Through a month-long pilgrimage (November 2023) from the Himalayas, walking along the River Ganges we visited indigenous youth & community-led initiatives, sacred temples, and community leaders.
It was an awesome experience to see how much the Indian government has invested in opportunities for Indigenous youth and women to connect with their land, languages, and cultures, and strengthen and deepen their relationships within and across Indigenous communities, facilitating and supporting the transmission of cultural practices and knowledge to future generations. Local governments offer grants to youth groups and grassroots organizations based on important and current issues: Healing the Land, Racial Justice and Youth Mental Health Awareness, Consent Culture, Disability Justice, Election Mobilization and Civic Engagement, etc.
It was worth noting also impact investments from companies and international development agencies are present to generate social and environmental impact alongside financial returns.
In the last decade, there’s been significant growth in cottage industry related to organic agriculture with traditional institutions entering the space bringing in some capital into the regenerative agriculture market. Despite its huge population India is daring to embark on a regenerative agricultural revolution and is going organic and many are watching to see how that succeeds in a capitalist extractive system.
This was my first visit to India, moving from the Himalayas to where the River Ganges empties itself into the Ocean.
I was moved to see how Nature regulates Humankind instead of the other way around.
Throughout the pilgrimage, I learned where Africa is going wrong and I developed a contingency plan for Better World Cameroon.
Attending the 2nd World Water Conclave International Conference on Defending the Sacred for Sustainable Development of Nature and Humankind and visiting the Great City Lakes of Udaipur was very rich for me!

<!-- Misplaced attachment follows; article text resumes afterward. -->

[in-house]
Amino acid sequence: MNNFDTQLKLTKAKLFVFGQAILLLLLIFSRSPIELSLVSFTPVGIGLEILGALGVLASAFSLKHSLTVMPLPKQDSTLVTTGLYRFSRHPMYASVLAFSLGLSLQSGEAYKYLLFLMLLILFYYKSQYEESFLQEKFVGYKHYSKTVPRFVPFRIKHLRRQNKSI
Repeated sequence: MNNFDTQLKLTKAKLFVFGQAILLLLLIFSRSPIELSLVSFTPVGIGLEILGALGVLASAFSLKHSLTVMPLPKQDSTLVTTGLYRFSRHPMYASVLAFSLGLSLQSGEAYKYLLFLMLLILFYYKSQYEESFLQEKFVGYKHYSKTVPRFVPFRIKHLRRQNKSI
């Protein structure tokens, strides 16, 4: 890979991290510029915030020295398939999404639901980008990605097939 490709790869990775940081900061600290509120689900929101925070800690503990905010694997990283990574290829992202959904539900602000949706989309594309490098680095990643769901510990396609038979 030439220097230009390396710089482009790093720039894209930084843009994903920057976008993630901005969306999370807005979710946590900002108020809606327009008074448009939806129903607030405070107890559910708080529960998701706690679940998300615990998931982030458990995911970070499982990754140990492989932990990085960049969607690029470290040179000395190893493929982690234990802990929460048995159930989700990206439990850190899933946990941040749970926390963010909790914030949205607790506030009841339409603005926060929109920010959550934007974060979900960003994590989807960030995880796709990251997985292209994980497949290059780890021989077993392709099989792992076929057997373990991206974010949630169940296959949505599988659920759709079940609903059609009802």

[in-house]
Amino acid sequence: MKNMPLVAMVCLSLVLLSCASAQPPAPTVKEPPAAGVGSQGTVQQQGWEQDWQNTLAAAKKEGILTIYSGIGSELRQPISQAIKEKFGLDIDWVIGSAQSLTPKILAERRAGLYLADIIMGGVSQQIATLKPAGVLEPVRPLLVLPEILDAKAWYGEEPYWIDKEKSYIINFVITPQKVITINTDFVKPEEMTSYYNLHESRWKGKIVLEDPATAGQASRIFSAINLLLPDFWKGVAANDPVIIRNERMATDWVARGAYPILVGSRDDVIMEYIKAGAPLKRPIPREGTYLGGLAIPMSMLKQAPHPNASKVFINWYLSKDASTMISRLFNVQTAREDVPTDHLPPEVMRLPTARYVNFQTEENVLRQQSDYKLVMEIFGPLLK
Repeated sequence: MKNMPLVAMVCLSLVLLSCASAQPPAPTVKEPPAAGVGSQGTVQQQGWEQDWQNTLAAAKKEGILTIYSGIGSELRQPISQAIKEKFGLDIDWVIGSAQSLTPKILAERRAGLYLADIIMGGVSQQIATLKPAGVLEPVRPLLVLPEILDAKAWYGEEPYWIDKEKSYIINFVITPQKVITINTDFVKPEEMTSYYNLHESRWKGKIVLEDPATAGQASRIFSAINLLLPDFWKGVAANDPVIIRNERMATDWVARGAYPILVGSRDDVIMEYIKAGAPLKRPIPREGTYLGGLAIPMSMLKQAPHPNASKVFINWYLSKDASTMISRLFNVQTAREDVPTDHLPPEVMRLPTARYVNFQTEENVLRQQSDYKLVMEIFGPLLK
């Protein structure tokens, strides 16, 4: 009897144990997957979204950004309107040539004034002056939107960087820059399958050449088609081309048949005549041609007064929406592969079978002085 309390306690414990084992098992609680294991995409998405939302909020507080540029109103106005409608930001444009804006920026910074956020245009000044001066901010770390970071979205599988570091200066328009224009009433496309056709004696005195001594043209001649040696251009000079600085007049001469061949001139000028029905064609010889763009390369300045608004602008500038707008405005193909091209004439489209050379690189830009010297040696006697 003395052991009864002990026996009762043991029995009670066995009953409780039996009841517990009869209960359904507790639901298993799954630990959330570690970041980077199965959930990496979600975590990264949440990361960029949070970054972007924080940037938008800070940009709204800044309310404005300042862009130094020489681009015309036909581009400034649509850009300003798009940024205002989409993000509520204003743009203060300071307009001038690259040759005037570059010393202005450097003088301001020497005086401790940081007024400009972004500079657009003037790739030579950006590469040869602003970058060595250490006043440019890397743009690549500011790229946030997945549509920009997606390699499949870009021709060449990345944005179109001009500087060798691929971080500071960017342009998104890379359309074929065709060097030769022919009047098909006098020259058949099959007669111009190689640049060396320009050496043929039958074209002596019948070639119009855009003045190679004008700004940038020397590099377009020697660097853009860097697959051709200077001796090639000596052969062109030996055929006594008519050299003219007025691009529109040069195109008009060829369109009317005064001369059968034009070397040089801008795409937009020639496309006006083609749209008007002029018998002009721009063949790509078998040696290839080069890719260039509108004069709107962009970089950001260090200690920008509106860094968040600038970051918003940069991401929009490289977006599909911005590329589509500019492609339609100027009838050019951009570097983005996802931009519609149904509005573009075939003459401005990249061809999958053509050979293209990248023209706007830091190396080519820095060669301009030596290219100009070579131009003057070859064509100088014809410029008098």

One can almost write a book using the example of Udaipur as a rich tapestry and model for shaping resilient and equitable sustainable Tourism for the future.
The India Water Pilgrimage was for me a laboratory for incubating my water conservation consciousness as a global water professional.
I was privileged to give the keynote address of the closing ceremony, calling on an Africa-India Partnership in water conservation and regenerative agriculture.
My Higher purpose since coming back to Portugal is to make meaning of fruitful conservations with indigenous leaders and regeneration knowledge by establishing a community-university partnerships program through African Way to serve youth exchange between Cameroon, Portugal, and India using the African Peace Village as a green bridge model and prototype of sustainable tourism and regeneration in the world.
From all the water bodies I visited in India, I learned from sustainable practices where young people and women learn together to co-create, innovate, and apply hands-on sustainable methods of living from ecological and ancestral wisdom on how to honor water as a living entity nourishing all life and helping them tend to their inner landscapes.
My conclusion is that despite the crisis India is grappling with its huge population, India should be regarded in the world as the regenerative leadership center when it comes to water conservation.
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